The choice of a specific Bokken for Aikido
And how it influences the Aikido practice
A few month ago, I spoke about wooden weapons from the perspective of traditional craftsmanship. The Bokken will still take the center of this article, but this time, I would like to change the angle and talk about how the choice of the Bokken influences the practice itself.
However, I do not presume to give any advice whatsoever. I myself am just an ordinary practitioner and made my own choice that I stand by. I simply want to share with you some observations based on experience of practice, but above this, on a large experience regarding the weapons themselves. The advice and choice of your teacher however, are indisputable and my observations reflect only my personal view, based on my personal experience. There is just one thing I would like to clarify: I practiced at least a few hours with all the Bokken that I mention in this article.
Bokken, object of study
Most of you start practicing with a so called standard" Bokken, that is to say, red or white oak, 101.5 cm of length and about 500-600g. This Bokken is actually a Bokken designed for Kendo Kata. It is intended to be used with a Tsuba (guard), and is standardized so that every practitioners has a sword of the same size (to avoid differences within the distance - Ma-ai - when performing Kata). This model is quite sufficient for the majority of Aikido practitioners. It is solid (if made in Japan), relatively light, and therefore suits both, full contact practice (Uchiai) - as well as practice without contact. However, most of the ancient sword schools, the Koryu / Kobudo, chose Bokken specifically tailored to their practice.
Deluxe red oak Bokken, made at the last four workshops in Japan. Top to bottom: Nidome, Aramaki, Horinouchi and Matsuzaki
In fact, standardization of equipment for practice, including weapons, mainly date from the Meiji era. Meiji was the time that bore the first major army of Japan, formed mainly based on western models (England, France, Germany...).
There has been a movement of standardization for a large scale production, and above all, technical harmonization for switching from a "teacher to student" education to mass education. "Standardized" means that the "standard" tool suits the majority of practitioners, but we also understand that choosing suitable weapons if you have a morphology fairly different from the average seems to be a coherent choice, both, from a purely logical/practical point of view as well as from a historical perspective.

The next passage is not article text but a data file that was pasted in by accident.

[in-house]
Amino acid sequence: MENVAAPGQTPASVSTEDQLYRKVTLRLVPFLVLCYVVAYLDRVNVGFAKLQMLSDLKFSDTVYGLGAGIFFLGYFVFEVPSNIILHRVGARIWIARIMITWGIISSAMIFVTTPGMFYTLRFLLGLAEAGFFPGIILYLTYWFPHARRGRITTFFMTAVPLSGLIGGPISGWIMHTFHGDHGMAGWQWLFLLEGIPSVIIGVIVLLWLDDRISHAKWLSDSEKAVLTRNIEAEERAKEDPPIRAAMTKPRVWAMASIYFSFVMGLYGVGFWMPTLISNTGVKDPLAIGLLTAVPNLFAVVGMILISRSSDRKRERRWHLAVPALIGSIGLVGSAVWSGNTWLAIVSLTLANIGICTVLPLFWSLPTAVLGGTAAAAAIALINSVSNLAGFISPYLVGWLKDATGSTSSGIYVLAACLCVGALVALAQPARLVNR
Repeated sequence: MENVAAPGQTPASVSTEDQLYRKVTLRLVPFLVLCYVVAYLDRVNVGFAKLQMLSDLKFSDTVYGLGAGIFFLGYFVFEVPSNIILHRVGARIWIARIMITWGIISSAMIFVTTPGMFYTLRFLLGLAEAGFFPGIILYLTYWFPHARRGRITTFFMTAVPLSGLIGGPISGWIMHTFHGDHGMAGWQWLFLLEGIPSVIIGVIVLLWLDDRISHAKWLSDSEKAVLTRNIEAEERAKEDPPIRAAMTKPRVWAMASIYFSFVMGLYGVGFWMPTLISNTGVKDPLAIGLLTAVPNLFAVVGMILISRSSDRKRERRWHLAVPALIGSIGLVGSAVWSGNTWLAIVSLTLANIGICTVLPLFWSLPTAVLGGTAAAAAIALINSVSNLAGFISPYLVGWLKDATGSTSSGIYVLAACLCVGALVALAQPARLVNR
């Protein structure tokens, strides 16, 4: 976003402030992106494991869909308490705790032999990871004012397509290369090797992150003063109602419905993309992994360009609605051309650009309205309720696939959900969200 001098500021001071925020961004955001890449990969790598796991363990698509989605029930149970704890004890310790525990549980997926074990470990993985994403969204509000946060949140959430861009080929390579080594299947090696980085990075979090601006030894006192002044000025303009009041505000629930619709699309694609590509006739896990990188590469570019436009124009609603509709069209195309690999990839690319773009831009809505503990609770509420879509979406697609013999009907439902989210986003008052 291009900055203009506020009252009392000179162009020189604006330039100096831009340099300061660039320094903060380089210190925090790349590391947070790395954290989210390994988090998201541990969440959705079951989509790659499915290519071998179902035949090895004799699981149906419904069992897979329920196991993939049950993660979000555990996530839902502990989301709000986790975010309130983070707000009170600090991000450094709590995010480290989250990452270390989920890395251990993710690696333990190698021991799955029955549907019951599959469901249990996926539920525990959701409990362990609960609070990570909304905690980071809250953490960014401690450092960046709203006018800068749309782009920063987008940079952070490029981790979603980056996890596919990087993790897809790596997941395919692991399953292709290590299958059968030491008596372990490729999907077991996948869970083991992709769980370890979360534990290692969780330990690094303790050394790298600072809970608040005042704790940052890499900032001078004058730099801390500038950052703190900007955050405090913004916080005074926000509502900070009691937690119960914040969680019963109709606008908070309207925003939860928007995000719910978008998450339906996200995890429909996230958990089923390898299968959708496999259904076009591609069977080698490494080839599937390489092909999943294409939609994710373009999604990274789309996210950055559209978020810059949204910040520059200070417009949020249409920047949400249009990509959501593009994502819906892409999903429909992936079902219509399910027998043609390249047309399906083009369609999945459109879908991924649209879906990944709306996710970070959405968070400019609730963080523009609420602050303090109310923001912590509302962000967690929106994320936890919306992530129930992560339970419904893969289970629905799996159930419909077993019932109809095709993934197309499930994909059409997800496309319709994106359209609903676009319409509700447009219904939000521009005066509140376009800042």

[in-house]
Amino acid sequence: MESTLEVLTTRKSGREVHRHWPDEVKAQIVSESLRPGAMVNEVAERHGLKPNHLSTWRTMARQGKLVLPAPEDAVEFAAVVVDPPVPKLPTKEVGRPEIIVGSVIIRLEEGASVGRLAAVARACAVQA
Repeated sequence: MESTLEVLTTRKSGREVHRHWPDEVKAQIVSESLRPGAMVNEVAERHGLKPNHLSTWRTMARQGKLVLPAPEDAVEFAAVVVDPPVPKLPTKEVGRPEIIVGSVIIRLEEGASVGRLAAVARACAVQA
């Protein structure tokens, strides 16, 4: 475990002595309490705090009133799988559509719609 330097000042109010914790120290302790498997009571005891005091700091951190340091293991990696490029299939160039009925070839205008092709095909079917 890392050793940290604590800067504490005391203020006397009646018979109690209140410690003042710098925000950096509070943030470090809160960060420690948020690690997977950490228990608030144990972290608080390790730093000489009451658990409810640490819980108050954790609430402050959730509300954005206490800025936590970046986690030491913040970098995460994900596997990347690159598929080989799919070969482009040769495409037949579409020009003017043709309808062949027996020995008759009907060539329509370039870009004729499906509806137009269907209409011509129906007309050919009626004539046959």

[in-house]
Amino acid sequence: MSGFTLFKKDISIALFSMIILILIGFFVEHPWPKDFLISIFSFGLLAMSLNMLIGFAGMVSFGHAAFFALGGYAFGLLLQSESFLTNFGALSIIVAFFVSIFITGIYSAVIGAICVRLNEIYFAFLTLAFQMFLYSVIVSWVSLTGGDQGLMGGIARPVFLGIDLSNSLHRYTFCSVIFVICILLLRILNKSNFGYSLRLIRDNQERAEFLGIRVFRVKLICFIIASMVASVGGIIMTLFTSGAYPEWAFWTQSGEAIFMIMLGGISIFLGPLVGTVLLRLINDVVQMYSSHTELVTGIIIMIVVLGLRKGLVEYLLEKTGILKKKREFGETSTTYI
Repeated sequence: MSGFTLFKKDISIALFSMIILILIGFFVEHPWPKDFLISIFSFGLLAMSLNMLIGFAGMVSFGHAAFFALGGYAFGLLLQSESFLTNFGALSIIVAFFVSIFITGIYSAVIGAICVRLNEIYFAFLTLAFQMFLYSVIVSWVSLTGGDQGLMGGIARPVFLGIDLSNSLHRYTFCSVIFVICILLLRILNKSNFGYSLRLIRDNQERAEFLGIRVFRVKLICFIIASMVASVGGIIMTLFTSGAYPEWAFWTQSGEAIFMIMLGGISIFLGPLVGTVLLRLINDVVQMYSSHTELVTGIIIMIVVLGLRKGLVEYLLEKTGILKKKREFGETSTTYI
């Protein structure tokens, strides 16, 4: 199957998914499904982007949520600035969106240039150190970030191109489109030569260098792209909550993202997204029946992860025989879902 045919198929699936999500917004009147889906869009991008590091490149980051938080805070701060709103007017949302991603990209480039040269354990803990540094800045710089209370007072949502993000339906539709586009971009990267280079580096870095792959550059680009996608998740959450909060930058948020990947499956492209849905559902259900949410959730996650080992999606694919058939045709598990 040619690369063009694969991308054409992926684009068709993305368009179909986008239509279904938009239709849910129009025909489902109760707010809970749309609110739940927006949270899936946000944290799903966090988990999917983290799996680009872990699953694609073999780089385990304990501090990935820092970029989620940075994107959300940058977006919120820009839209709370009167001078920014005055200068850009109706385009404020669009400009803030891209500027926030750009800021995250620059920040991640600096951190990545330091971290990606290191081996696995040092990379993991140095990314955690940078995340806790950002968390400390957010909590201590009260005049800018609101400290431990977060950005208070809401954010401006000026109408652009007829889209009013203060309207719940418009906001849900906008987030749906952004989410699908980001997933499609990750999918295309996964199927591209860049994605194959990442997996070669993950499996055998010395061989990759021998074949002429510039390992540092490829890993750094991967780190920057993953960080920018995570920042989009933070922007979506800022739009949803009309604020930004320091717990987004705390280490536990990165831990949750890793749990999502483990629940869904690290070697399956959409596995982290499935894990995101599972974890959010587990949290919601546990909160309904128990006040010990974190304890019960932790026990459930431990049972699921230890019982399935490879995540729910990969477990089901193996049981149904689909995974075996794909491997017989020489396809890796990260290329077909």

Highly preferred by schools focusing on dueling and fighting against multiple types of weapons (Bokken against Naginata, Bokken against Yari etc.). For example the Bokuto Jiki Shinkage Ryu Naginata Yo that is used by the Jiki Shinkage Ryu as part of the Kata against Naginata.
Also the Yagyu Shinkage Ryu decided in its last notable reform to focus on the fight in light armor or on duels, requiring to move quickly, sacrificing cutting power (needed to cut/pierce an armor). Another example can be found regarding the Niten Ichi Ryu, the famous school of Miyamoto Musashi, that focuses on the practice with two swords and therefore requires light swords, that can be handled easily with one hand.
Light Bokken are used mainly to work on speed and precision (contrary to what one might think, it is very difficult to be precise with a light Bokken because the slightest unnecessary movement is directly transmitted on the weapon). However, with only little cutting power, it is impossible to do muscular training.
Three Bokken made by the Aramaki workshop, from the top: Yagyu Shinkage Ryu, Jiki Shinkage Ryu Naginata Yo and Yagyu Ryu.
In Aikido, let's first point out, that the founder (during his last years) was training with a light Bokken. It is difficult to say what model he used, or if it still exists, but it is undoubtedly a light model, only slightly curved. In France, Nobuzoshi Tamura Sensei also used a light Bokken. We can say that this kind of light Bokken underpins the practice of Ki no Nagare (fluid movements, based on the accuracy of motion and timing).
Heavy weight Bokken
Heavy Bokken are generally used by schools focusing their practice on the fight in heavy armor and/or physical education. Schools like the Jiki Shinkage (Kenjutus, not Naginata this time) or the Kashima Shinto Ryu are using Bokken that are very heavy, aiming to train practitioners for the battlefield of the periods Muromachi and Sengoku.
Indeed, heavy Bokken are aimed at training the use of a heavy sword, (often without groove), very powerful and able to damage the most solid armor of the time.